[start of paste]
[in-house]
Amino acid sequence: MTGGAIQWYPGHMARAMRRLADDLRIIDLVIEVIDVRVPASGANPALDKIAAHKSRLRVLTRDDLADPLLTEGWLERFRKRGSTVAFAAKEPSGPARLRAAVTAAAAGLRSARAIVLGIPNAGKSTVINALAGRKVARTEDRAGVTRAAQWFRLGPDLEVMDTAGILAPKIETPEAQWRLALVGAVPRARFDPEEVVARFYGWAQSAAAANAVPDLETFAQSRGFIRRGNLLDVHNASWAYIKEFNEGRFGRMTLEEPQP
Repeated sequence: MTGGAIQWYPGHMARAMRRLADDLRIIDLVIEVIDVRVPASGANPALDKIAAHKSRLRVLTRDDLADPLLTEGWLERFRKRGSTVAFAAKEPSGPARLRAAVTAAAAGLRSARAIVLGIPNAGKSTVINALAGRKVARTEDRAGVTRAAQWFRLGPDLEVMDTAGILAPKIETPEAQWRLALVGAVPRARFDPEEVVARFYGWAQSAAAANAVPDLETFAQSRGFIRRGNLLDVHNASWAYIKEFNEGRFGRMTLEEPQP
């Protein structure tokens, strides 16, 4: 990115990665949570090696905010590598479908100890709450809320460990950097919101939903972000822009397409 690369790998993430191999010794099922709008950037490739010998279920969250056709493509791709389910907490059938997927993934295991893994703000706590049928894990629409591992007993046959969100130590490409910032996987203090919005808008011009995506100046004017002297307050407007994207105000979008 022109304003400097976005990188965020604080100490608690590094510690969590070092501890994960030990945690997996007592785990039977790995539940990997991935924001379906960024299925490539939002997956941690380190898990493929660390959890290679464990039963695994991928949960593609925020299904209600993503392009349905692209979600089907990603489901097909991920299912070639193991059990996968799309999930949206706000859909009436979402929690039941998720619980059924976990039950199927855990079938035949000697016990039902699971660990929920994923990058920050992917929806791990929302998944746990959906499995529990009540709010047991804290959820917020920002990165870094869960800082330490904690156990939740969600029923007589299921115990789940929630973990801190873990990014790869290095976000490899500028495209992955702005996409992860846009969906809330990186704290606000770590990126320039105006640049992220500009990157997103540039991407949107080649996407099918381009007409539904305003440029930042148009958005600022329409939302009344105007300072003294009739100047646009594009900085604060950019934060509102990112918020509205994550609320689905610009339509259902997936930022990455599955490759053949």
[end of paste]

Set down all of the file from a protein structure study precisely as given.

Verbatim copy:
[in-house]
Amino acid sequence: MTGGAIQWYPGHMARAMRRLADDLRIIDLVIEVIDVRVPASGANPALDKIAAHKSRLRVLTRDDLADPLLTEGWLERFRKRGSTVAFAAKEPSGPARLRAAVTAAAAGLRSARAIVLGIPNAGKSTVINALAGRKVARTEDRAGVTRAAQWFRLGPDLEVMDTAGILAPKIETPEAQWRLALVGAVPRARFDPEEVVARFYGWAQSAAAANAVPDLETFAQSRGFIRRGNLLDVHNASWAYIKEFNEGRFGRMTLEEPQP
Repeated sequence: MTGGAIQWYPGHMARAMRRLADDLRIIDLVIEVIDVRVPASGANPALDKIAAHKSRLRVLTRDDLADPLLTEGWLERFRKRGSTVAFAAKEPSGPARLRAAVTAAAAGLRSARAIVLGIPNAGKSTVINALAGRKVARTEDRAGVTRAAQWFRLGPDLEVMDTAGILAPKIETPEAQWRLALVGAVPRARFDPEEVVARFYGWAQSAAAANAVPDLETFAQSRGFIRRGNLLDVHNASWAYIKEFNEGRFGRMTLEEPQP
């Protein structure tokens, strides 16, 4: 990115990665949570090696905010590598479908100890709450809320460990950097919101939903972000822009397409 690369790998993430191999010794099922709008950037490739010998279920969250056709493509791709389910907490059938997927993934295991893994703000706590049928894990629409591992007993046959969100130590490409910032996987203090919005808008011009995506100046004017002297307050407007994207105000979008 022109304003400097976005990188965020604080100490608690590094510690969590070092501890994960030990945690997996007592785990039977790995539940990997991935924001379906960024299925490539939002997956941690380190898990493929660390959890290679464990039963695994991928949960593609925020299904209600993503392009349905692209979600089907990603489901097909991920299912070639193991059990996968799309999930949206706000859909009436979402929690039941998720619980059924976990039950199927855990079938035949000697016990039902699971660990929920994923990058920050992917929806791990929302998944746990959906499995529990009540709010047991804290959820917020920002990165870094869960800082330490904690156990939740969600029923007589299921115990789940929630973990801190873990990014790869290095976000490899500028495209992955702005996409992860846009969906809330990186704290606000770590990126320039105006640049992220500009990157997103540039991407949107080649996407099918381009007409539904305003440029930042148009958005600022329409939302009344105007300072003294009739100047646009594009900085604060950019934060509102990112918020509205994550609320689905610009339509259902997936930022990455599955490759053949």